Caitríona O’Reilly

Talking Silence: Caitriona O’Reilly’s Geis | Friday Pick

  Geis By Caitríona O’Reilly Bloodaxe Books 2015, 64 pp Caitríona O’Reilly’s intriguingly obscure poems offer peeks into the...
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Cathal McCabe

Friday Pick: Cathal McCabe’s Outer Space

The most powerful poems in McCabe’s belated debut are arguably those that subtly twist traditional form and subject matter.

Ales Debeljak

Richard Jackson | Between Two Worlds: Ales Debeljak’s Dialectic Vision

In the end, he realizes it is art, the poem, that allows this vision: “butterflies, freed / from tapestries, would not survive on their own” unless the poet can preserve them. It is art after all that holds all time, all selves in a delicate harmony.

salter

Life Passing into Pages: James Salter (1925-2015)

This magic, created by portraying the ideal life, full of pleasure, fine food, tailored clothes, beautiful architecture, and sex, presented in a prose that instantly elicits the desired images and emotions in the reader, is Salter’s legacy.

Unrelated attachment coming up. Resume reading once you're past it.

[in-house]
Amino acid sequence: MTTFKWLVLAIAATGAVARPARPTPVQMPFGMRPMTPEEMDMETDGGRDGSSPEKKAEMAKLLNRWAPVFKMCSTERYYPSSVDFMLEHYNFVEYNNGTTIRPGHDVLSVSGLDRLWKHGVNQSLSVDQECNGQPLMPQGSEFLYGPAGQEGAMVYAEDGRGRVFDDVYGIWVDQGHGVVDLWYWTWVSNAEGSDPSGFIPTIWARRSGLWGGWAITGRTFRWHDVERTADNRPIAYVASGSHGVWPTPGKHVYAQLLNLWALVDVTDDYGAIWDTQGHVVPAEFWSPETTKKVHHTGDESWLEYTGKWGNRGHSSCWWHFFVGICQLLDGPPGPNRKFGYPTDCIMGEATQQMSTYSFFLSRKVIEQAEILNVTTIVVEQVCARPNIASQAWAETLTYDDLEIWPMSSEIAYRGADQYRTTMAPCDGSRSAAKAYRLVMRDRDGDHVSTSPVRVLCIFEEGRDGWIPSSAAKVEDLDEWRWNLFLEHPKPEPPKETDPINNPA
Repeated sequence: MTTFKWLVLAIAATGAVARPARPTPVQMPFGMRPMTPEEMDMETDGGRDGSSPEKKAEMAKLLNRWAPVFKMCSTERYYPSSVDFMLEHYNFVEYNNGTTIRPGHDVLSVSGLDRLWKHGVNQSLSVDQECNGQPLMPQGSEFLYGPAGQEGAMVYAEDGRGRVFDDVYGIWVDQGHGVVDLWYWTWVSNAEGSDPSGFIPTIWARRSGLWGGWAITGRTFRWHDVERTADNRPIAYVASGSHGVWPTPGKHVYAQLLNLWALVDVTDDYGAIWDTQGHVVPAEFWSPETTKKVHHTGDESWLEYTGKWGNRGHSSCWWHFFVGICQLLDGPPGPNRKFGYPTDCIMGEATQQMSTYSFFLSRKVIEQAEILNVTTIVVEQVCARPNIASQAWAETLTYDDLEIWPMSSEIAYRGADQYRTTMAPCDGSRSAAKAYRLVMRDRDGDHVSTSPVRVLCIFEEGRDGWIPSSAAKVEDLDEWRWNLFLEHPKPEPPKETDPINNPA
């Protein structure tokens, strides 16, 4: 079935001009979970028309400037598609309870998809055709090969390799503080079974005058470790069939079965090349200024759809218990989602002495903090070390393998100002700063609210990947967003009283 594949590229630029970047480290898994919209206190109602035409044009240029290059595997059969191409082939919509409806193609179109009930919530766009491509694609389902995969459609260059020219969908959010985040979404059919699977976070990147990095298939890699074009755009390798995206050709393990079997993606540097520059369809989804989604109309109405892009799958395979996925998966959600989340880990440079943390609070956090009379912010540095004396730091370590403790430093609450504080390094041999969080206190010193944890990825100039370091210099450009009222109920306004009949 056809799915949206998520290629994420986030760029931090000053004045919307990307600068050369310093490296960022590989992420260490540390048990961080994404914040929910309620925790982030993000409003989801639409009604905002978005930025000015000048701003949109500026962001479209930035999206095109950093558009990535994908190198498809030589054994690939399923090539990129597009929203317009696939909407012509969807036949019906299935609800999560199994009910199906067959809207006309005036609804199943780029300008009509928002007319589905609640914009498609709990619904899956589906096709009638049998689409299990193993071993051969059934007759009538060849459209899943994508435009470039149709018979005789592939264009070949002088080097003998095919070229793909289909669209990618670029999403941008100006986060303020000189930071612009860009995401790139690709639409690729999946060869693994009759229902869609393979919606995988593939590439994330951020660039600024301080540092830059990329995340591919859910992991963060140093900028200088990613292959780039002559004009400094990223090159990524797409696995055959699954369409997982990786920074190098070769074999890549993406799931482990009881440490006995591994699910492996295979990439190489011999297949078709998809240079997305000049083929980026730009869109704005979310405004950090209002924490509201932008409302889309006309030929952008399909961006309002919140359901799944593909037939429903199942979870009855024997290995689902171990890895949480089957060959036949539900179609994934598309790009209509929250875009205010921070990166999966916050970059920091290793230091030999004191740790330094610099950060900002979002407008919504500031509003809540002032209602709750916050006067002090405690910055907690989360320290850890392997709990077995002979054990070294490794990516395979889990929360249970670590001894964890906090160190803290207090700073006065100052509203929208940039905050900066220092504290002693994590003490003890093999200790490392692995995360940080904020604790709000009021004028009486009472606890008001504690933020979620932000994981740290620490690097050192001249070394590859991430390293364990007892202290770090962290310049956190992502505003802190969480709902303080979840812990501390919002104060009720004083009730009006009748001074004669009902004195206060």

Nick Demske

Friday Pick Classics: Nick Demske by Nick Demske

The core of Demske's strength lies in his dextrous and conscious use of language - both quotidian and profane

Robert Archambeau

The Future of Genius

Does genius have a future in our understanding of literature?

rail_evan

Refresh Your Imagination: Evan Rail’s The Brewery in the Bohemian Forest | Friday Pick

Failing any opportunities for Kout-drinking in the UK, let me paraphrase the advertising slogan for a beer Evan Rail would never drink: with its intoxicating slow ferment of beer and history, The Brewery in the Bohemian Forest refreshes parts of the imagination that other writing just can’t reach.

Joshua-Mehigan

Marvelous Indecision: Joshua Mehigan’s Accepting the Disaster | Friday Pick

Like an idiot savant, Mehigan tries to talk about every subject in as plain a manner as possible, but because the world is complex, sardonic, knowing, this often leads him to cliffs that give a shocking view of contemporary life.

andrew

Imaginative Structures: Elizabeth Bishop’s “The Monument” and Loren MacIver’s “Shack”

Bishop and MacIver share concerns with the ways in which perspective and perception shape one another.

Photo by Sándor Jászberényi

Friday Pick: Sandor Jaszberenyi’s “The Devil is a Black Dog”

The response that arises from his feverish brain really isn’t all that different from the long literary tradition of the westerner coming to Asia or Africa in search of truth and spiritual clarity, except that these are far more dangerous times and he has come to their most dangerous places, finding a kind of Zen at the barrel of a Kalashnikov.

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